Dustin Hoffman — Sam Daniels
Directed By: Wolfgang Petersen
Running Time: 2h 7min
Chief of Staff: Now, as I understand it, you want to firebomb the town of Cedar Creek, California, population 2,600, with something called a fuel air bomb, the most powerful non-nuclear weapon in our arsenal. The way it works: it explodes, sucks in all available oxygen to the core, vaporizes everything within a mile of ground zero, men, women, children, and one airborne virus. Destruction complete, case closed, crisis over.
Casey Schuler: I hate this bug.
Casey Schuler: How many brain cells did I kill?
Mrs. Pananides: I have a friend in the Coast Guard, all I have to do is call...
Sam Daniels: You know Salt, fear gets a bad rap. I don't want anybody in my outfit that doesn't get scared.
Sam Daniels: Sir, what did I ever do to make your life miserable?
CoverUps.com Rating: 4 UFOs
By the CoverUps.com staff
'Outbreak," a disaster thriller about a killer virus, is a lot scarier than your standard thriller about crime. You can hide from crime. You can lock the doors and stay inside and make sure you don't open the door for the Boston Strangler. But a virus can get in, somehow, some way.
Early in this superb thriller, directed by Wolfgang Petersen ("In the Line of Fire"), a man coughs in a movie theater — and in a thoroughly unsettling sequence, the camera follows the trajectory of the spray. The virus particles float in the air, and as another man several rows up laughs at something on screen, the virus goes right into his mouth.
This is filmmaking good enough to make you want to go to the movies and frightening enough to make you think maybe you'd better not. It capitalizes on our fears of deadly viruses. It's enough to make you think the hermetically sealed lifestyle of that obsessive germaphobe Howard Hughes wasn't so crazy after all.
"Outbreak," is the most intelligent and satisfying thriller to come along in many a moon. Its streamlined narrative drives along several plot strands at once — the course of the disease, the course of the scientists trying to contain it and the course of the military bigwigs who are intent on hiding the virus' origin.
Dustin Hoffman, who's made so few good films lately that I'd begun to think of him as a great star of the past, blasts back into prominence in the Harrison Ford-type role of an Army doctor, Colonel Sam Daniels, who researches infectious diseases. He gets on the trail of a live one in the African rain forest — Mutabe (a stand-in for Ebola) — a slate-wiper, a 100% percent lethal virus that within hours of infection liquifies its victims' insides.
Hoffman is an unexpected but inspired choice for the lead. His quirkiness makes you believe his attraction for this line of work, and at the same time he is obsessive enough that we can understand why some of his colleagues can be put off by him. Though more complicated than your average action hero, Hoffman has a wonderful integrity and clarity of spirit: there's never any doubt that he's on the side of the angels.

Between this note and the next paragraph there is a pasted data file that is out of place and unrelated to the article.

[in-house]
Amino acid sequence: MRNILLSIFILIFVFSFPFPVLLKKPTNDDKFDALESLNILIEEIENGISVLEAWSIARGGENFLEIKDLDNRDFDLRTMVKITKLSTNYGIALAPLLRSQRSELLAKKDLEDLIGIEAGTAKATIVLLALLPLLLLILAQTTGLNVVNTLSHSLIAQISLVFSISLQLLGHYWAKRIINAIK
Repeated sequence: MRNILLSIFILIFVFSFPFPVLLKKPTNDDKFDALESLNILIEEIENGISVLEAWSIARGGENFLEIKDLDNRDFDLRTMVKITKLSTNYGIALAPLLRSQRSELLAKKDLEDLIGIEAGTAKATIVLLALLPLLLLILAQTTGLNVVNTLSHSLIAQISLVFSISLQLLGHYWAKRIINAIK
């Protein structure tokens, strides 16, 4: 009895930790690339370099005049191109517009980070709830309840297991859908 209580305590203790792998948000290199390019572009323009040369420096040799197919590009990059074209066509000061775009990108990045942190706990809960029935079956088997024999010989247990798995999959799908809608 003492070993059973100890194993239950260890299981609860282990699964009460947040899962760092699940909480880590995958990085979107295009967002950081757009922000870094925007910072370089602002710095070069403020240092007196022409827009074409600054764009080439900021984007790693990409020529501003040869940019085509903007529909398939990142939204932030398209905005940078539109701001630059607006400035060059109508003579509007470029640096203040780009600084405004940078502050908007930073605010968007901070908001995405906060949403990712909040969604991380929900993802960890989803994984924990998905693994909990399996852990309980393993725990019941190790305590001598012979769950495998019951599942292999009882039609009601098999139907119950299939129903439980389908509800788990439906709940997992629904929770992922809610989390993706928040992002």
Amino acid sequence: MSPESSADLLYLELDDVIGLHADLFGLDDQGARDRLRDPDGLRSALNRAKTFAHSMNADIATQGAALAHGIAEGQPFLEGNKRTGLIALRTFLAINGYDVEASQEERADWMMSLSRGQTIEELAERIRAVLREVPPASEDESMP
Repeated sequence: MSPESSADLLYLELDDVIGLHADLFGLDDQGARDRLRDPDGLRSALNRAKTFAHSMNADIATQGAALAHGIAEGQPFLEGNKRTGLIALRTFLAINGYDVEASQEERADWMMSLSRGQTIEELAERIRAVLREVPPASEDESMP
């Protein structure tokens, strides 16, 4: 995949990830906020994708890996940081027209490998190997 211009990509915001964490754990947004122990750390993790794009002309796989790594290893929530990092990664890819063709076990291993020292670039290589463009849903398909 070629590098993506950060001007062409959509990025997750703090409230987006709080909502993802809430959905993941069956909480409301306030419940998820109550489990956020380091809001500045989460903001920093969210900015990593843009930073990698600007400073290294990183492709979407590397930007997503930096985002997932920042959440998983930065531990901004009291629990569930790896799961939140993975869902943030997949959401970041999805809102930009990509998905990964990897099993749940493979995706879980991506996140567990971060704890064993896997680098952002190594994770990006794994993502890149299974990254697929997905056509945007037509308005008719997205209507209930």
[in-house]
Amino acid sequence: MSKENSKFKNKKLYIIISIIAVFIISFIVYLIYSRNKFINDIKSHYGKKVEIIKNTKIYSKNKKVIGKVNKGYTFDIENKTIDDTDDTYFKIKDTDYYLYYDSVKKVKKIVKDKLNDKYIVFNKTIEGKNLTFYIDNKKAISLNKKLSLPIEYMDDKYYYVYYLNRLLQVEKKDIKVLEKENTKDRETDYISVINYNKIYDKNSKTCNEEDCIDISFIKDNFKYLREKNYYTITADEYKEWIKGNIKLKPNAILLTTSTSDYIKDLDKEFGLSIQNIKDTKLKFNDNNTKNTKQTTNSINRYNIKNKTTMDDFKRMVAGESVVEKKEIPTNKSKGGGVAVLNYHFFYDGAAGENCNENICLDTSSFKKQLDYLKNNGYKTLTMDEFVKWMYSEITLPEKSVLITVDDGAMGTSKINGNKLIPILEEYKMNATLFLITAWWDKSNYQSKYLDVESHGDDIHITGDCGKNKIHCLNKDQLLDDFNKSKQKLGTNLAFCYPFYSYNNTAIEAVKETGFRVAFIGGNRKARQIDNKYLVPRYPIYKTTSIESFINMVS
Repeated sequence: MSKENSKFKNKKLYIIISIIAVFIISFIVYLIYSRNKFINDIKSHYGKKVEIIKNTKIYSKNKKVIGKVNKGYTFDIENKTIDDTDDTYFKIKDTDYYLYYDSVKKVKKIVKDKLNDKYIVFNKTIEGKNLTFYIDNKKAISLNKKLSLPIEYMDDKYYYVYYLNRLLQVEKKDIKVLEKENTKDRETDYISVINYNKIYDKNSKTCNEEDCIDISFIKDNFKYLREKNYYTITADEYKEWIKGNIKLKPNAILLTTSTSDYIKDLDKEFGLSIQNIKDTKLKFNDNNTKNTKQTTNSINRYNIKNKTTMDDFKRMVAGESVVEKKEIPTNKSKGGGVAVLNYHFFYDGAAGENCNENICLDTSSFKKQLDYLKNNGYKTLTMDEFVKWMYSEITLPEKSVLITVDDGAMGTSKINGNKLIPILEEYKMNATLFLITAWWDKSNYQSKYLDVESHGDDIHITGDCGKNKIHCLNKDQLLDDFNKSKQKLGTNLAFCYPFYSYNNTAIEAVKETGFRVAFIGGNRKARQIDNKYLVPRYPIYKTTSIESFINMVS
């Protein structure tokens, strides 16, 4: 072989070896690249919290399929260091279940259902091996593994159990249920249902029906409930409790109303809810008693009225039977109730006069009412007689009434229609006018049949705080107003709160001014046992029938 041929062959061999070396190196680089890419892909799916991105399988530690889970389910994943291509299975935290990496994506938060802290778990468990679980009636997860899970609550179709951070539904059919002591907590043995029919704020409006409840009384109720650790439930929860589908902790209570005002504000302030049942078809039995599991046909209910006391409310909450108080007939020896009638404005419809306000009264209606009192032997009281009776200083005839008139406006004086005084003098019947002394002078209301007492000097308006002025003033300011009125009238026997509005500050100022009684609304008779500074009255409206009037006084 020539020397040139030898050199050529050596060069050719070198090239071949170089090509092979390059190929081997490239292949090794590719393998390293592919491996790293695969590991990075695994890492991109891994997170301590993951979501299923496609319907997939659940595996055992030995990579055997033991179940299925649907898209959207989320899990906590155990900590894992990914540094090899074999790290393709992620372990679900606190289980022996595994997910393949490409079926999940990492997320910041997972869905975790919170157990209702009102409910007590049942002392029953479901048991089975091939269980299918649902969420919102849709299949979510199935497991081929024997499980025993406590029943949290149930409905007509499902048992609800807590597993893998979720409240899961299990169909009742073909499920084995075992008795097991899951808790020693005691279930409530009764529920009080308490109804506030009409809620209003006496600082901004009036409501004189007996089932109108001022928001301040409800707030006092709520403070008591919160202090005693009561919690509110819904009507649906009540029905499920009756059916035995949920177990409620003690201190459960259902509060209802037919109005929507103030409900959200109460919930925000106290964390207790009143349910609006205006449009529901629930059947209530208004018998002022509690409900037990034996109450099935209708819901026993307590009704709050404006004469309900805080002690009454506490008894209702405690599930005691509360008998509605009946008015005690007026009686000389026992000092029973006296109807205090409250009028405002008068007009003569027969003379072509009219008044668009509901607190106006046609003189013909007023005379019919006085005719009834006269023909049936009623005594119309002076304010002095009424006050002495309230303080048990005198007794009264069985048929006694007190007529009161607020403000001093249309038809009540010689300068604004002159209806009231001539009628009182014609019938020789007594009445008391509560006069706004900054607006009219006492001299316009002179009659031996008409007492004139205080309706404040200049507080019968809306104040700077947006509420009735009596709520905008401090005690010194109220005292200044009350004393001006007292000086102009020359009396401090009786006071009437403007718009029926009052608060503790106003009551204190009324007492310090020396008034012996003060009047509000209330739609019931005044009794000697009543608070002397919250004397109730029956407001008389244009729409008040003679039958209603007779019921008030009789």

Petersen introduces him in a long sinewy shot in which the camera slowly winds its way through a series of rooms at a viral research center, starting with doctors investigating minor diseases and working its way down to the basement — where we first see Hoffman in what looks like a chemical warfare suit, preparing to face and study the deadliest viruses known to man. It's great film making, conveying an inexorable sense of spiraling down and down, of going from bad to worse to worst.
Once Mutabe makes its way to the United States, it spreads fast. In a series of short scenes, Patrick Dempsey, as a California pet store worker, gets the virus from a monkey, then passes it to his girlfriend when he gets off a plane in Boston. These infection scenes are casual but tense. People cough — people kiss — and viewers squirm.
While Rene Russo, as Hoffman's ex-wife Robby, a CDC worker, battles the disease in Boston, a clueless coughing fool infects everyone around him in a movie theater in a small California town. Then we cut to Northern California, where military and civilian personnel converge on a small town to stop a pathogen that could wipe out the country in a matter of days.
"Outbreak" never lets up. As researcher Sam Daniels, Hoffman spends most of the film two steps behind the virus and a half-step ahead of Donald Sutherland, who plays a malevolent Army general intent on stopping Sam and firebombing the infected town. The supposed reasoning for the firebombing is that it will stop the virus in its tracks. But in Sutherland's creepy portrayal it's clear that he wants the firebombing for its own sake.
Caught in the middle is Morgan Freeman, who holds his own in what could have been a thankless role. He plays Sam's immediate superior, who shares with the creepy general a personal motive for wanting the disease story buried.
But in the end, Outbreak is Hoffman's movie, and he makes the most of it. It's refreshing to see him not as some tortured oddball or eccentric but as a decent, highly capable guy who just happens to be a little more intense than the norm.